Mobile data traffic

Mobile data traffic

Mobile backhaul is the means of delivering mobile traffic from the cell tower to the core network and back again.

Traditionally, this traffic consisted of voice and SMS data; but since 2007, with an explosion in mobile broadband traffic, mobile backhaul has come to the forefront and is now regarded as one of the most critical elements in a mobile network. 

Why is mobile backhaul now critical?

Voice and SMS data traffic is predictable and consistent, meaning that until 2007 backhaul networks didn’t require high-speed connection with high throughput levels. Most operators used fixed-line bonded copper or point-to-point microwave radios to backhaul their networks. However, mobile broadband data is “bursty”, occurring at any point, anytime and anywhere, making it unpredictable and difficult to manage.

When operators in the UK began rolling out enhanced 3G protocol high-speed packet access (HSPA), which has a peak data rate of 14Mbps downlink and 5.8Mbps on the uplink, copper wires were no longer a valid and practical backhaul means for the high-speed data that gives HSPA its name. Operators needed an alternative and needed to find one fast.

What caused the explosion in mobile broadband traffic?

A number of disruptive events have contributed significantly to the explosion in mobile data. First was the introduction of the 3G dongle, allowing consumers to access the internet on their laptop without having to connect via an access point or router. Initial uptake was slow, but after being on sale for a year, unit sales in September 2008 in the UK hit over 18,000 a week. The advent of the 3G iPhone brought a new consumer demand for the internet, making access available whenever, wherever and in the palm of our hand. By the end of 2008, Apple had sold 6.89 million handsets worldwide, and manufacturers started designing and developing their own “copy-cat” devices.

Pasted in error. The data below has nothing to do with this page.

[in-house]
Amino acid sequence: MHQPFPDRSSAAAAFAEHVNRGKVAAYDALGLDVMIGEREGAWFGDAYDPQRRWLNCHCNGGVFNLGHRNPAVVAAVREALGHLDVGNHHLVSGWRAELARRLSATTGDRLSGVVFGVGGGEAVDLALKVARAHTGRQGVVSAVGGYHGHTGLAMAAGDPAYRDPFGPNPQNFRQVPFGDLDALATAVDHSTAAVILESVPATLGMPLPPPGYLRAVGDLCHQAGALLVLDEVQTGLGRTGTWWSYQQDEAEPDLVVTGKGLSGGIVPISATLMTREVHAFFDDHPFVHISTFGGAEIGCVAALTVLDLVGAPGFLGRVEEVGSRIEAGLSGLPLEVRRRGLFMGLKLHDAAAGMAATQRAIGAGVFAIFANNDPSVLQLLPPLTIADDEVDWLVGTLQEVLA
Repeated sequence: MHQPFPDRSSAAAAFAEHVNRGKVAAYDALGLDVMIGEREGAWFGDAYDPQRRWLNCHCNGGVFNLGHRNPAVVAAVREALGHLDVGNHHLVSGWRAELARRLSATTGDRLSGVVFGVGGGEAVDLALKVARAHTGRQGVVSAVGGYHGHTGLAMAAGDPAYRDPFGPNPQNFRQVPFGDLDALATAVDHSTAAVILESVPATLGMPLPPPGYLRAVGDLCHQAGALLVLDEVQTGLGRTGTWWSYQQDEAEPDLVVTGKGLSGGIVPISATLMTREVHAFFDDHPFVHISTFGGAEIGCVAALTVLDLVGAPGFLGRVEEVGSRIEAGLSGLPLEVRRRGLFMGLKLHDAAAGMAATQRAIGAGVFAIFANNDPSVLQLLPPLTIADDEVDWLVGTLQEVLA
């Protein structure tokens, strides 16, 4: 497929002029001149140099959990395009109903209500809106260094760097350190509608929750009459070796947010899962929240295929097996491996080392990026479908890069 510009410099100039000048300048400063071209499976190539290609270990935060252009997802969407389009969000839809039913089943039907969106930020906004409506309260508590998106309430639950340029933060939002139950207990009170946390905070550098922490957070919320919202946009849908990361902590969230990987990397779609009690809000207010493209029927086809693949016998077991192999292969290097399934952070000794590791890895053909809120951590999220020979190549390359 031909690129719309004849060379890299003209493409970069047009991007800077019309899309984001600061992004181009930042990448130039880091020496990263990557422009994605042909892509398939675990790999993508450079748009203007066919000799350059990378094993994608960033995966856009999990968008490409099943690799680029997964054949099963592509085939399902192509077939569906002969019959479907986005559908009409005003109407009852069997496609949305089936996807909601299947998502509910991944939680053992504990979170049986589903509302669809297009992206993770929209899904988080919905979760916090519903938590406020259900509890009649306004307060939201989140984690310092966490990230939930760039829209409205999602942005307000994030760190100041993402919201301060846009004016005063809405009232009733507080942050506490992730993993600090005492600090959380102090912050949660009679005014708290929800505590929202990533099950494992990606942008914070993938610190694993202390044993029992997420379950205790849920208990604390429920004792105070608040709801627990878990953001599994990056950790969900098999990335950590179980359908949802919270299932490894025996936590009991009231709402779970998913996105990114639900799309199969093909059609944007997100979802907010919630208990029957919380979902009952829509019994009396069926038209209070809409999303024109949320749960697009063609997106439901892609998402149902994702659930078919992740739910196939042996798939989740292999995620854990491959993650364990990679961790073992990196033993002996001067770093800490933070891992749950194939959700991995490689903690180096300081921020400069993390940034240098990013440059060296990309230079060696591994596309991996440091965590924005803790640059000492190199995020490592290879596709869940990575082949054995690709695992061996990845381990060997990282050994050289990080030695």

The initial tidal wave of data over mobile networks had arrived and the effects were realised almost as quickly. Bottlenecks in the network meant that advertised HSPA speeds were never a reality. Voice and SMS data was also caught up in the backlog of mobile data, leading to dropped calls coupled with poor connectivity and slow data rates. The real tsunami is yet to come however, with the latest connected device being the tablet PC. Again, Apple justified the hype with the launch of the iPad and there are now over 20 different tablet PCs on the market.

Tablet PCs are ideal platforms for mobile web browsing, adding yet another considerable data load to the mobile networks. We now have a much wider base of data-equipped devices with the potential to consume much more data, yet mobile network operators have done little in the way of major network upgrades. The result is that all these devices are trying to use the same pipe they were 12 months ago. The pipe has finite capacity and because of the way radio access networks are configured, they will allocate as much capacity as is available to the devices requesting it - 10 simultaneous users on a single cell site may use the same capacity as 100 simultaneous users. The service for the 100 will be degraded relative to the 10, because it is physically impossible to squeeze more through the fixed capacity pipe.